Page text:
The NHS e-Referral service is an online referral and booking tool that is made up of two parts:
1. A professional application, used by referrers (such as GPs) to create and send an electronic referral to provider clinicians (such as Consultants) in secondary care, or to community providers.
2. A patient-facing website (called 'Manage Your Referral'), that allows a patient to book an appointment on-line, once the electronic referral has been initiated by their referrer into a bookable service. A telephone number (at local call rates) is provided for patients who are unable to use the on-line booking service.
Professional access to the NHS e-Referral Service currently requires a smartcard, with appropriate roles having been added and authorised by a local NHS Registration Authority.
An e-RS referral can be made into either a bookable service (in which case the patient needs to book an appointment before the referral can be processed further), or sent to a triage/assessment service, where the referral information is assessed first, without an appointment being pre-booked. Referral outcomes vary, depending on whether the referral is into a Bookable service or an Assessment service (see Section 6 below on Referral Outcomes).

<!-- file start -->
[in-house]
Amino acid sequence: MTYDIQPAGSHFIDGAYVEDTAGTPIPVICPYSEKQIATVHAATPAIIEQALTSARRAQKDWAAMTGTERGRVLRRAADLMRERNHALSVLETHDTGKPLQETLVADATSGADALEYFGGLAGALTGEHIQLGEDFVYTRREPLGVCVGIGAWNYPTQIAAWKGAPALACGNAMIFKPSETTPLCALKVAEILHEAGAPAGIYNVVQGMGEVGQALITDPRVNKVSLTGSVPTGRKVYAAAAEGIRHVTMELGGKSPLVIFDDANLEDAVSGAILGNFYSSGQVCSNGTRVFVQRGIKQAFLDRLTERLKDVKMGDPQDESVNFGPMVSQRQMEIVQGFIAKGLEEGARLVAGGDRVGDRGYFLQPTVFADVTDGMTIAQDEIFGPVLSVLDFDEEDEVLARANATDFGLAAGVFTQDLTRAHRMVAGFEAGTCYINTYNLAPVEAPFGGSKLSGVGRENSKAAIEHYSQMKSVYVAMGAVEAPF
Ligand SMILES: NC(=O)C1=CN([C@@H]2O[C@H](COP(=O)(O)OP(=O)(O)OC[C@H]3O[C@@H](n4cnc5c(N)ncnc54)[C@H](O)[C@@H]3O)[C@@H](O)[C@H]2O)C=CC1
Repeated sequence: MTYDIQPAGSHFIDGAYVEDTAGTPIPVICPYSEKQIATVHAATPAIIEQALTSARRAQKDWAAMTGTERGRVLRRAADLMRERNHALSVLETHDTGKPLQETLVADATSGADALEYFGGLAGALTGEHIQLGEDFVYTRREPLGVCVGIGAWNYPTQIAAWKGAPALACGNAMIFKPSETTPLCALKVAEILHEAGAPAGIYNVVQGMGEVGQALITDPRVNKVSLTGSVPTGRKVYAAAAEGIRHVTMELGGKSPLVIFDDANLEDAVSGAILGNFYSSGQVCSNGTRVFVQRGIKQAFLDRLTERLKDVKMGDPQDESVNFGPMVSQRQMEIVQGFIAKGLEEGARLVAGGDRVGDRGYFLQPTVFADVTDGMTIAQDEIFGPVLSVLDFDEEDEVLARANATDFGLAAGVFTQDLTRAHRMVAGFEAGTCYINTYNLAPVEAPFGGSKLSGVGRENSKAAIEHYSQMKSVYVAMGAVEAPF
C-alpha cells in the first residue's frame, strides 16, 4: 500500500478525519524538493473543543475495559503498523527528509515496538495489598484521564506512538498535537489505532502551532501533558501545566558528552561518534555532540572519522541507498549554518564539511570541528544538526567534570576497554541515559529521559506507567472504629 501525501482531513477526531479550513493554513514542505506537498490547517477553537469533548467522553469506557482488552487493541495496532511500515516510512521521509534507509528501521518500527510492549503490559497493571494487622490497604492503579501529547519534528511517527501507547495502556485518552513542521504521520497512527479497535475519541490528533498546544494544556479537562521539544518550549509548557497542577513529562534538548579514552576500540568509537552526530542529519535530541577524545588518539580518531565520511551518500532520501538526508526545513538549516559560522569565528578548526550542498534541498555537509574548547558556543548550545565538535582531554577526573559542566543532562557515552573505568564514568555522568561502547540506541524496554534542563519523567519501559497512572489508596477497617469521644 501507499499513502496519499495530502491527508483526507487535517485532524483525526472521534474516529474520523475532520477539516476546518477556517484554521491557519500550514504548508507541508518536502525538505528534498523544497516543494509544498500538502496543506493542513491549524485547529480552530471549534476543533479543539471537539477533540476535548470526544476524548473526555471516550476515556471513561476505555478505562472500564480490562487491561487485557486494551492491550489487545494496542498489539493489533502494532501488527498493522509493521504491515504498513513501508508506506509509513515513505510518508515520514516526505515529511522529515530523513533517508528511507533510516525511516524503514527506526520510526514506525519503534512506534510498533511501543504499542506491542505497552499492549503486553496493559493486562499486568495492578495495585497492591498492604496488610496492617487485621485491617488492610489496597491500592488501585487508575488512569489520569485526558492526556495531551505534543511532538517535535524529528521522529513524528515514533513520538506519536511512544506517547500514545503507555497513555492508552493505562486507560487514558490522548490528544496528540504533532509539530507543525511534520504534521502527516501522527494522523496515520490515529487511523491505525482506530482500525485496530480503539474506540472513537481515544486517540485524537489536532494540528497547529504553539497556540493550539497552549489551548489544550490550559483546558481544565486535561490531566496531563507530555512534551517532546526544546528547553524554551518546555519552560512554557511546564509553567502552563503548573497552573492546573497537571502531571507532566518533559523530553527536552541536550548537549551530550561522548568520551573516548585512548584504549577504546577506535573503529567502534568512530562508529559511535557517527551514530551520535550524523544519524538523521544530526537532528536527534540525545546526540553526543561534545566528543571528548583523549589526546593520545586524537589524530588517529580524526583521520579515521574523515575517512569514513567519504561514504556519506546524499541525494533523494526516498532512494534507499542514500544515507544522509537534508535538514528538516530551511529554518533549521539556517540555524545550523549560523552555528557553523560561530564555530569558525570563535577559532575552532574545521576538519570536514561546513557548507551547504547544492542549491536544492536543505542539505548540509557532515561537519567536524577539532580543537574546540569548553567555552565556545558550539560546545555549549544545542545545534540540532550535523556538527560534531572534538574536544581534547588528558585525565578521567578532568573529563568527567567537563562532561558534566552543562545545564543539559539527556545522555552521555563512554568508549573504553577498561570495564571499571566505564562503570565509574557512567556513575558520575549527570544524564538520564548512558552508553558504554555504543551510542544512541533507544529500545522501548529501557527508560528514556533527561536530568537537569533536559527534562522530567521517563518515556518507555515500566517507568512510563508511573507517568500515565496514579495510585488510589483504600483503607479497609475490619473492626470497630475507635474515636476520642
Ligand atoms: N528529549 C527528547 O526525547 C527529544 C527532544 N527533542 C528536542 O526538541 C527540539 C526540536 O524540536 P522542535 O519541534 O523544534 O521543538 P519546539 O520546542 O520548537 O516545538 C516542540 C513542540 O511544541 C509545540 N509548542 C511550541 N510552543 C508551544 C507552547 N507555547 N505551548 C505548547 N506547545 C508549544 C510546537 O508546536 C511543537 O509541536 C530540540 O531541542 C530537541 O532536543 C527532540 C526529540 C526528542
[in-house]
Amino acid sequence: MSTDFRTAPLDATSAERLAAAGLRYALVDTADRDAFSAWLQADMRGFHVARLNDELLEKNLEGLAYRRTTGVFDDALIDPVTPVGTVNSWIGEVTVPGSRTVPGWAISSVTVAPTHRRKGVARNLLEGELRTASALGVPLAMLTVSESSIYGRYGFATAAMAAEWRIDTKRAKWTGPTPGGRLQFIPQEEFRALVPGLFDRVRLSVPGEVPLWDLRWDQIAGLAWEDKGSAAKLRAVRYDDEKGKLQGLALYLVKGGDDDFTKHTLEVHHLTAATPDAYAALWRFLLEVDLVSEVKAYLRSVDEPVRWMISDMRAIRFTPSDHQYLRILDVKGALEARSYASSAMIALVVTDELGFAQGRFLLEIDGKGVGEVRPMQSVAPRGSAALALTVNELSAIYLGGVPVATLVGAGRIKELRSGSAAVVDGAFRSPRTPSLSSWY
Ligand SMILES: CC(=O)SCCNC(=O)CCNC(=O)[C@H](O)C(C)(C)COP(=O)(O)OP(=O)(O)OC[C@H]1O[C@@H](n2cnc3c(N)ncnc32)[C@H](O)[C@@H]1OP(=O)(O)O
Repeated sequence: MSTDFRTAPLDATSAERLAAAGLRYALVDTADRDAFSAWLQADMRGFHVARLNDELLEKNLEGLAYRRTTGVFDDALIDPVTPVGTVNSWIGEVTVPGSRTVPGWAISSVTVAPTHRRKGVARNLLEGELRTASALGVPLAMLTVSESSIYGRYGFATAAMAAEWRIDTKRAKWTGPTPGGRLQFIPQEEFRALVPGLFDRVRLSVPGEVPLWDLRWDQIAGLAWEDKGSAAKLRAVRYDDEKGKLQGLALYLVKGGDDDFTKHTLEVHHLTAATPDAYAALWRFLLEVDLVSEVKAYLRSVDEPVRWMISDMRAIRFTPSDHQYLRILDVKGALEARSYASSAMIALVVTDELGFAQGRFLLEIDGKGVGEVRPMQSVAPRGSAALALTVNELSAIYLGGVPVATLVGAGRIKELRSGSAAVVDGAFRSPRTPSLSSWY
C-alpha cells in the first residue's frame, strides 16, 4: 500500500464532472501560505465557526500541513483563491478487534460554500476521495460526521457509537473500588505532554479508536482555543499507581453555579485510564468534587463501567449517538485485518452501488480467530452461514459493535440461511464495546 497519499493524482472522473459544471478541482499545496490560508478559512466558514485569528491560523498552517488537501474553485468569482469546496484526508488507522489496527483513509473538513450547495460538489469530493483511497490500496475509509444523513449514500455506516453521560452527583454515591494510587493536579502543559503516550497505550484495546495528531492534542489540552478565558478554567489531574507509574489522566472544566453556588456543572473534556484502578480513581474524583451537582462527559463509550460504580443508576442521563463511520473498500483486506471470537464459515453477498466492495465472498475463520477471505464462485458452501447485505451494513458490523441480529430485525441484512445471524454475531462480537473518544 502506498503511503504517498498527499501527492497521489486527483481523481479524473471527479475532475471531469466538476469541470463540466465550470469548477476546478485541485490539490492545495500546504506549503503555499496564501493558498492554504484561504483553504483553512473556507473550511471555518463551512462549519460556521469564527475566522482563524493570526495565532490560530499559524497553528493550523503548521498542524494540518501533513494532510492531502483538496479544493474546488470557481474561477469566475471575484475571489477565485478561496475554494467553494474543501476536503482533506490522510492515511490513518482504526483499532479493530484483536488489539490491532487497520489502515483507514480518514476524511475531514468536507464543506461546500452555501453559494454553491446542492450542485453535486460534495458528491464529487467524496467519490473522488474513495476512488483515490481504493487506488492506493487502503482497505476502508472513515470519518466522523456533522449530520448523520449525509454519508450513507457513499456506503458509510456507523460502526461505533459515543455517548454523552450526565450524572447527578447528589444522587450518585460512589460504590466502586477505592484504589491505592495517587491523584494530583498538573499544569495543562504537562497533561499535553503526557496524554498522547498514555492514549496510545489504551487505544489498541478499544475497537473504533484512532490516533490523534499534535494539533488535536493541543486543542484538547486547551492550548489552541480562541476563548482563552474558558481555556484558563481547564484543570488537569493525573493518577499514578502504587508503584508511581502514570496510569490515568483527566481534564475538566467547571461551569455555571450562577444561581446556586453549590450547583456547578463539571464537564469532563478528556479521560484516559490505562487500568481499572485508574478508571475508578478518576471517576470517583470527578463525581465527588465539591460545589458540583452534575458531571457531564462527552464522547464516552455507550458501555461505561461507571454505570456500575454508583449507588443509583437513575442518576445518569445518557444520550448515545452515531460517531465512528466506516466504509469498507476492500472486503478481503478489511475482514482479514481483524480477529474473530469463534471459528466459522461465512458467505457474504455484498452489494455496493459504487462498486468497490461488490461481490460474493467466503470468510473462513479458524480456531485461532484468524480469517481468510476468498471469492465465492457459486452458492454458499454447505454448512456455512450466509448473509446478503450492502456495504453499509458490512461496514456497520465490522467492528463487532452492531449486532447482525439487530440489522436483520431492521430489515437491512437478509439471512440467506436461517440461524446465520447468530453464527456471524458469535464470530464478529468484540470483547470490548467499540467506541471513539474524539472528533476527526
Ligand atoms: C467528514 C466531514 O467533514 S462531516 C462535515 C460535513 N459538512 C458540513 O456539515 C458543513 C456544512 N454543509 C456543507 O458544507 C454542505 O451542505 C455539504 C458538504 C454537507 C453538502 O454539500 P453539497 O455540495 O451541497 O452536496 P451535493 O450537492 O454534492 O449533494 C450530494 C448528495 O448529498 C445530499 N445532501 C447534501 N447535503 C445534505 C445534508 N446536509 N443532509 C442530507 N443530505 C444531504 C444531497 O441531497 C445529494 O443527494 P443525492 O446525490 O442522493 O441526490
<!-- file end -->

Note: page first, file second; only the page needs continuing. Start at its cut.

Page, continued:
3.1 What is the difference between a bookable and an assessment/triage service?
When referred to a bookable service, the patient is required to book an appointment before the clinical referral information can be seen by the provider. The provider clinician should then view the referral information as soon as possible and make a judgment as to whether the patient has been booked into the correct service, with the correct urgency, or whether the timing of the appointment needs to change in light of the condition being referred. The provider clinician can choose to Accept, re-Direct or change the date/time of the appointment, using functions within the e-RS application (see more details in Section 6 below).
If the provider clinician feels that their service is not clinically appropriate for the patient and/or there are more suitable alternative ways of optimising patient care, they may choose to return the referral and advise the referrer accordingly. This is known as a ‘rejection’ but only occurs for about 2% of referrals. Where clinically indicated, it should be seen as a positive outcome, both in terms of professional education and in speeding-up patient care. If referrals are rejected, the provider should give clear information as to why they do not feel that their service is suitable for the patient and suggest an alternative provider or method of managing the patient. The referrer always has the option to resubmit the referral with more information to support the rationale for referral into the same service, if they feel that is more appropriate.
If referring to a triage/assessment service, the receiving clinician still reviews the clinical referral information, but before an appointment is booked, and decides on whether to accept the referral. If accepted, the assessment service (not the GP) must identify suitable onward service(s) for the patient and contact them to offer a choice (where choice rules apply) and facilitate the booking of an appointment. In addition to converting a triage request into an appointment, an assessment service can alternatively provide advice back to the referrer, instead of an appointment.